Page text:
For many, as soon as our eponymous tents peak on the horizon, it is an unmistakable sign that something extraordinary is about to unfurl on their city and will leave awe and memories behind.
Years of experience for our crews made it very possible for us to travel around whole continents with all we need to put on a show. From the floorboards to the four flags towering over the Big Top, we bring everything with us.
Attending Montreal’s Push
Artists, employees, and yours truly gathered in the Old Port of Montreal on March 1st to watch the Big Top rise from the ground for the 26th time on Jacques-Cartier Pier. Slowly but surely, Cirque du Soleil ECHO’s world premiere is growing nearer.
One of the most crucial steps ahead of the launch was to rebuild the stage and decor, brought in from the practice studios, at the Montreal International Headquarters. This way, artists can familiarize themselves with the full set inside the freshly raised Big Top, including the backstage areas. We wouldn’t want our performers and crew getting lost on their opening night!
It Takes a Village
Raising the Big Top is not quite like setting up a camping tent. Though imaginative people could find similarities, the 7-days process requires the help of short–term local employees to give a hand to the crew that travels with the show – a bit more complex than planting pickets on a camping ground, right?
All this manpower comes together to raise the Big Top in three stages:
First, after the 4 masts have been installed and outfitted with their four flags – we always fly the Quebec, the Canadian, the Cirque du Soleil, and local flags of the city we’re visiting – the roof is laid out on the ground and hooked to a system on pulleys high up on the masts. The crew uses levers simultaneously around the tent to crank the cables and bring it to its desired height.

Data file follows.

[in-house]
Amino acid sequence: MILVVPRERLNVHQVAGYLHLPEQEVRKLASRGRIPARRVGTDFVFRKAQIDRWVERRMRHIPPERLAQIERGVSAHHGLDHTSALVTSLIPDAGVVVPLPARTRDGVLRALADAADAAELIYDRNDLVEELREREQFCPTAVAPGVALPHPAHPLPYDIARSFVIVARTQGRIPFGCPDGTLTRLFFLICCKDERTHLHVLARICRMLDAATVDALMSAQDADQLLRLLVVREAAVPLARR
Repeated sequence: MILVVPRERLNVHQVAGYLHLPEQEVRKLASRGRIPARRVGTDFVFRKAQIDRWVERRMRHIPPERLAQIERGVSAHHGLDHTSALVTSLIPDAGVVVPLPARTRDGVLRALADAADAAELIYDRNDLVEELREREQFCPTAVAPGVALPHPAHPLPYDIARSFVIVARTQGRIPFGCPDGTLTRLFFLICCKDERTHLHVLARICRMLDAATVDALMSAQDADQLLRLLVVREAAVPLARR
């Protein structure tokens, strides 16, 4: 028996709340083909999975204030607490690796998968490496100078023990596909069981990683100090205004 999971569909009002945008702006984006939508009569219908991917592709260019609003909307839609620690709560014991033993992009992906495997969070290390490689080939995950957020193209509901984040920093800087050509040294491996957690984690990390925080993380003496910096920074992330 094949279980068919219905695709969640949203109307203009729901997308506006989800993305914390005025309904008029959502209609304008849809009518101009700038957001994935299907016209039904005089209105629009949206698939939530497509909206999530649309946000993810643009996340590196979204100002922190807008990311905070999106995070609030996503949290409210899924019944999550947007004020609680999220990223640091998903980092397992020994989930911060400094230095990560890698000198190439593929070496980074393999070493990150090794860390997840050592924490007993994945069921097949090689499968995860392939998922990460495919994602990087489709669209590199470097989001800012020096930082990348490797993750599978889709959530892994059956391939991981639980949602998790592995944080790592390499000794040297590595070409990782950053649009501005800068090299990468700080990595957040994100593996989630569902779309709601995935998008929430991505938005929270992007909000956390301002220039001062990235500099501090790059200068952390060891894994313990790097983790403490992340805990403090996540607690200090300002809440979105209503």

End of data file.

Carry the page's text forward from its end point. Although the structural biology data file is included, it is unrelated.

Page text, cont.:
The second step is to solidify the suspended structure and anchor it to the ground. Going clockwise around the tent, the crew pushes hundreds of metal poles up to support the roof. It is a very dangerous and demanding task that requires collaboration and precision. To make sure everything we’ve worked on stays in place, the Big Top is bolted into the ground by 1,000 4-feet-deep stakes.
Finally, before moving on putting the rest of the site together, the crew completes the outside of the Big Top by affixing the walls of the tent.
All is Calculated and Nothing is Unaccounted For
Nothing is left to chance under our Big Top. Artists need a sturdy and trustworthy structure to perform on. A single missing screw from the rig could potentially lead to a life-threatening injury, and we want to avoid this unfortunate outcome at all costs.
Since the devil is in the details, our team thought out and finetuned many elements of the Big Top to meet the different standards of multiple departments.
For example, the white colored canvas helps counter the effects of the sun, by reducing greatly our energy consumption and minimizing greenhouse gas emissions. Of course, these choices led us to enroll experts to help us achieve our goals.
The artistry of making Big Tops is a very rare trade nowadays, because fewer touring circuses around the world perform under tents. Since 1984, Cirque du Soleil canvases have been hand made by t at La Tour du Pin in France, at the Ferrari Workshops. It takes 14 artisans and between 10 and 12 weeks to craft the signature Cirque du Soleil canvas.
It Feels Bigger on the Inside
From ground level to the top of the highest mast, we reach an imposing height of 85 feet, giving us the possibility of raising the roof to 60 feet high. Even though it’s built with heavy-duty materials, it’s still a tent, but the way it’s constructed, and the canvas used, make it robust enough to withstand winds up to 75 miles per hour.
From afar, you might not get how big the structure is. Once you enter the Big Top, the sheer size of the construction might strike you. Both tall and voluminous, the space of ECHO’s Big Top was designed to accommodate over 2,500 seats. A big step up from our first Big Top, used all the way back in 1984, that could only fit 800 spectators!
Visit a Big Top Near you
Care to see the imposing structure for yourself? Many of our touring shows are making their way around the globe with their very own Big Top. Find a representation near you here.
Cover image curtesy of JF Savaria.